KOCHI - Construction on a $900-million port in southern India is set to resume on Thursday after mainly Christian villagers blocking the entrance to the site of the Adani Group project agreed to suspend their four-month-old protest, its leaders said.
Fisherfolk camped in a makeshift shelter at Vizhinjam, in the state of Kerala since September, have blocked vehicles and halted work on a project they blame for coastal erosion and affecting their livelihoods.
Billionaire Gautam Adani's conglomerate has denied both accusations.
One of several Catholic priests leading the protests, Eugine H. Pereira, told Reuters the fishermen had agreed to remove the shelter and allow construction to resume while they await the results of an environmental impact study by an expert panel.
"This is only a temporary end to the strike," he said on Wednesday. "We will resume our strike if the core issues we raised are not resolved."
The protesters have started to dismantle their shelter of 1,200 square feet (112 sq m), consisting of poles holding up a roof of corrugated iron, protest leader Joy Jerald said.
An Adani Group official who declined to be identified said construction would restart on Thursday.
The port has strategic importance for both India and Adani, an ally of Prime Minister Narendra Modi and Asia's richest man.
On completion, it will be India's first container transhipment hub, rivalling Dubai, Singapore and Sri Lanka for business on the lucrative east-west trade routes.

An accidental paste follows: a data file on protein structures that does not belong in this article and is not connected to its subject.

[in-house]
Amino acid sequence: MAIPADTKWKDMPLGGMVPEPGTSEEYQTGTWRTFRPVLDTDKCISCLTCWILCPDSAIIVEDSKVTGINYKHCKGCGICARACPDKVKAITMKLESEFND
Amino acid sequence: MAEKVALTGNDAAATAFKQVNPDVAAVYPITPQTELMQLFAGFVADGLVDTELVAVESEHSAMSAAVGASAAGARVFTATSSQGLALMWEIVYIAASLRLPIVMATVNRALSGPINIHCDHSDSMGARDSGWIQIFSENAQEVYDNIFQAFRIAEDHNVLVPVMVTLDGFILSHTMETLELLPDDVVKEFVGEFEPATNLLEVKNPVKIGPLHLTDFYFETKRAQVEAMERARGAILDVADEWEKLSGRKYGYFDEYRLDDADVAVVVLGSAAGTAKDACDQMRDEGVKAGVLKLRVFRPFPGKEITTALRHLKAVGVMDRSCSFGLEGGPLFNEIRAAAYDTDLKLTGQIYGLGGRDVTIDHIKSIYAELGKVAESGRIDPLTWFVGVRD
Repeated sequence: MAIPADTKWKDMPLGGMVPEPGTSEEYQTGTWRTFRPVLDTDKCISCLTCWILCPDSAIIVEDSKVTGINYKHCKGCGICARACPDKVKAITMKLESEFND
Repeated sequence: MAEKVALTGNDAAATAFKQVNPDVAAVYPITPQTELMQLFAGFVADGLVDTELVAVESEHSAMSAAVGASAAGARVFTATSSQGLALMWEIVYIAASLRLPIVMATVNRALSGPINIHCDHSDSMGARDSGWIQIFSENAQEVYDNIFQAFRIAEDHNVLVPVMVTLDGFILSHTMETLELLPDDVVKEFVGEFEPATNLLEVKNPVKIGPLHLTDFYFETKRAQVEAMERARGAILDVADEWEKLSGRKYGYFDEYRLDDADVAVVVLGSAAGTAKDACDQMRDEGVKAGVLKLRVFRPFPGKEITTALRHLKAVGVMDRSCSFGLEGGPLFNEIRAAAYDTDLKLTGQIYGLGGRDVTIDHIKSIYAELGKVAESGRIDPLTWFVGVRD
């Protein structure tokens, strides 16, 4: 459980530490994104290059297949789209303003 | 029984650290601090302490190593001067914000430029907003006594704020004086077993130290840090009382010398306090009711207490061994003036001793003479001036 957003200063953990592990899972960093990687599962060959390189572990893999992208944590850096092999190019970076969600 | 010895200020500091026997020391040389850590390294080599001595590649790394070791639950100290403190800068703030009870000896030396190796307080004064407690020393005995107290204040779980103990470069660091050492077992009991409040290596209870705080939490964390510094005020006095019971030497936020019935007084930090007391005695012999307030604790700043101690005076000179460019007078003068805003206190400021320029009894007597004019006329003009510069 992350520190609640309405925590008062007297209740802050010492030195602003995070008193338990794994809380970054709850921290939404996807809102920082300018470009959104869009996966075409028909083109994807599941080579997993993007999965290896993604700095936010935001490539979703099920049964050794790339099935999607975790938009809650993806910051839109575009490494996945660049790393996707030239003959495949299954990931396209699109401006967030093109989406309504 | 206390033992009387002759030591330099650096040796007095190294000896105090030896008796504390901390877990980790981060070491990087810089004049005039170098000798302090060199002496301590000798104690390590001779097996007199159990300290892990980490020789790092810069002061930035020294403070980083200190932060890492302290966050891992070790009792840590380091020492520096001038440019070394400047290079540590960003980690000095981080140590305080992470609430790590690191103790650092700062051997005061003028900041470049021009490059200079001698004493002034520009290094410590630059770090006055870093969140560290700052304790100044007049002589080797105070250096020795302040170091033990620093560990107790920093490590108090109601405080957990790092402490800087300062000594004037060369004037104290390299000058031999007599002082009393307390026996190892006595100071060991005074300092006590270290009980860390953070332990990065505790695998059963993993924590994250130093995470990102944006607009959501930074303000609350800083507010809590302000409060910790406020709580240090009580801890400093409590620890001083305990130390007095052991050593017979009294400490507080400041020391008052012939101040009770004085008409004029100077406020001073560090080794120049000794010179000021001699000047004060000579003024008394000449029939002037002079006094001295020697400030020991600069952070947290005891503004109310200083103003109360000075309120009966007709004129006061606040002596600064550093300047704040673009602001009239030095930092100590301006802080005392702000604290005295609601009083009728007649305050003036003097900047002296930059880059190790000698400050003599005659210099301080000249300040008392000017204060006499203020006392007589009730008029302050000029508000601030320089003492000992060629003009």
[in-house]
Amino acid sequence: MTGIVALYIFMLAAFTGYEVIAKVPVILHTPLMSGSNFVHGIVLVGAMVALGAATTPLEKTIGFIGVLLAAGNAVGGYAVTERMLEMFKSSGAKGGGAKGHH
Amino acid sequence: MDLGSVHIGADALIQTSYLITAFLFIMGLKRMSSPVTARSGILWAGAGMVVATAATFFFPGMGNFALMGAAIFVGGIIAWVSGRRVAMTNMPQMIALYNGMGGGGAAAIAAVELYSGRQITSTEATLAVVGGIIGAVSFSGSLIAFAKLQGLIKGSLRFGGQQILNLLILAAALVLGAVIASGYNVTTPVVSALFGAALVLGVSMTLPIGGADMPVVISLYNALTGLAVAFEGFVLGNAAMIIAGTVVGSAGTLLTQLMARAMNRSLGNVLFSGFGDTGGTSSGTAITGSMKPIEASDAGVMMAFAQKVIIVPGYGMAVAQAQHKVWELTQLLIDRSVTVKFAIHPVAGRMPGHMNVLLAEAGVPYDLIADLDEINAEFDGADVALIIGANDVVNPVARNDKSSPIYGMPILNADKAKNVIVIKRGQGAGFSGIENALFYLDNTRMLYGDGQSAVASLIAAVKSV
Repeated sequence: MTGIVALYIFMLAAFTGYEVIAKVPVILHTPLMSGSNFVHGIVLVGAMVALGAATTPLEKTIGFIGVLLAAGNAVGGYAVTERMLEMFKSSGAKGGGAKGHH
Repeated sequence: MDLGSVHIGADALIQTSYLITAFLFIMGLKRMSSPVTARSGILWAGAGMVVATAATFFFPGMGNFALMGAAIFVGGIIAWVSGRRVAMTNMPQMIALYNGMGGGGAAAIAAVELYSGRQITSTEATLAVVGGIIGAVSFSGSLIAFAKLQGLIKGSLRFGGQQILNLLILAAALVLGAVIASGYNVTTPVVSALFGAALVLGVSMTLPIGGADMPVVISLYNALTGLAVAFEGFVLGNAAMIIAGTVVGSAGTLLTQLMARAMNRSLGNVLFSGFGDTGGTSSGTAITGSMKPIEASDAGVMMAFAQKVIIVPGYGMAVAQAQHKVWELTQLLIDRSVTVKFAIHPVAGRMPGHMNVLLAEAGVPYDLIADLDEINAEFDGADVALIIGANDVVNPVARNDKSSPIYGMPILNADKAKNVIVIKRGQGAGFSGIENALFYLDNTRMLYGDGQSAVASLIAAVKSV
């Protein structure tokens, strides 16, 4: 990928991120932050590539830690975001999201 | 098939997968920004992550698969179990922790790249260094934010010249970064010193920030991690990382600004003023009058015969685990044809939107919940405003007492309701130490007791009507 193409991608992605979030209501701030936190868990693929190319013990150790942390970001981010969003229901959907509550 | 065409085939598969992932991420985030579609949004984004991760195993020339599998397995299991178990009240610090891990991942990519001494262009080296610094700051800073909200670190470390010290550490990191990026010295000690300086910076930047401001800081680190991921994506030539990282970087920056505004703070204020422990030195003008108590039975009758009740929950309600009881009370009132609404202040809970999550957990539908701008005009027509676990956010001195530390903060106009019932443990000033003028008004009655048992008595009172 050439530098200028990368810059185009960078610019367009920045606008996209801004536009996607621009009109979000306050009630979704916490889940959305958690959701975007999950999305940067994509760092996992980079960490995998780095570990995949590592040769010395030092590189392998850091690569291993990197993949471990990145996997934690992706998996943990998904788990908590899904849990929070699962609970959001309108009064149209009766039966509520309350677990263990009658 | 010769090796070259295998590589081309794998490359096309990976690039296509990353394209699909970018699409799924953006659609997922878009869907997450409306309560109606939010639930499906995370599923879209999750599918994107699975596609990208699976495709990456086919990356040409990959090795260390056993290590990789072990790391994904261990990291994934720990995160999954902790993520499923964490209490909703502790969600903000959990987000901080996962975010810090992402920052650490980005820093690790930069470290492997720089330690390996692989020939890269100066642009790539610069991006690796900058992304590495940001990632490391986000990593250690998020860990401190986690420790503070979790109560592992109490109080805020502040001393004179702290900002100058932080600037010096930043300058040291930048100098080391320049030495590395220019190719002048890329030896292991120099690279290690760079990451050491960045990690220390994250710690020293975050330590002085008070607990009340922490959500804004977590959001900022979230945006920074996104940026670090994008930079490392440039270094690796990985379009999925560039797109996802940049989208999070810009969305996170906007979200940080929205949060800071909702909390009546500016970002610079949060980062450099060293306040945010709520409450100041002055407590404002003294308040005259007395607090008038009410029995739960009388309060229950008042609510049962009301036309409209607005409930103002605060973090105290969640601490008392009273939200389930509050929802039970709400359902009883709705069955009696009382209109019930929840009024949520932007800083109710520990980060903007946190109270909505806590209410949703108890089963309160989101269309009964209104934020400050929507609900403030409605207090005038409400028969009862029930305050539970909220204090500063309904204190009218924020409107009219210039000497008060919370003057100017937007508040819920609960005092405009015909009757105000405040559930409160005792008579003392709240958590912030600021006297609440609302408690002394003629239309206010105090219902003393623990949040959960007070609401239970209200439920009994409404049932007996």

The Kerala government has said it was committed to the project, which supporters say will create jobs in the region.
But in a seven-point manifesto displayed at their shelter, the villagers say their protest will not end until plans have been made to resettle those who have lost their homes and land to the project and to coastal erosion.
The villagers now live in industrial warehouses.
Despite several court orders for the protesters to disband, police have taken little action for fear of igniting social and religious tension.
Security around the site, however, was beefed up more than a week ago after the villagers clashed with police. A Hindu group also held a rally in support of the project.
Pereira said the fishing community was halting the strike to clear "misunderstandings" about the protest, among them accusations by some state officials that the fishermen oppose development.
The Adani Group says the port complies with all laws and has cited studies that show it is not linked to shoreline erosion, which the Kerala government says is due to natural causes. The first phase of construction was due to be completed by end-2024.
Adani has previously faced protests in Australia, where environmental activists protested against his Carmichael coal mine project in the northeastern state of Queensland.
There, activists concerned about carbon emissions and damage to the Great Barrier Reef forced Adani to downsize production targets and delayed the first shipment from the mine by years.
(Additional reporting by Arpan Chaturvedi; Writing by Miral Fahmy; Editing by Clarence Fernandez)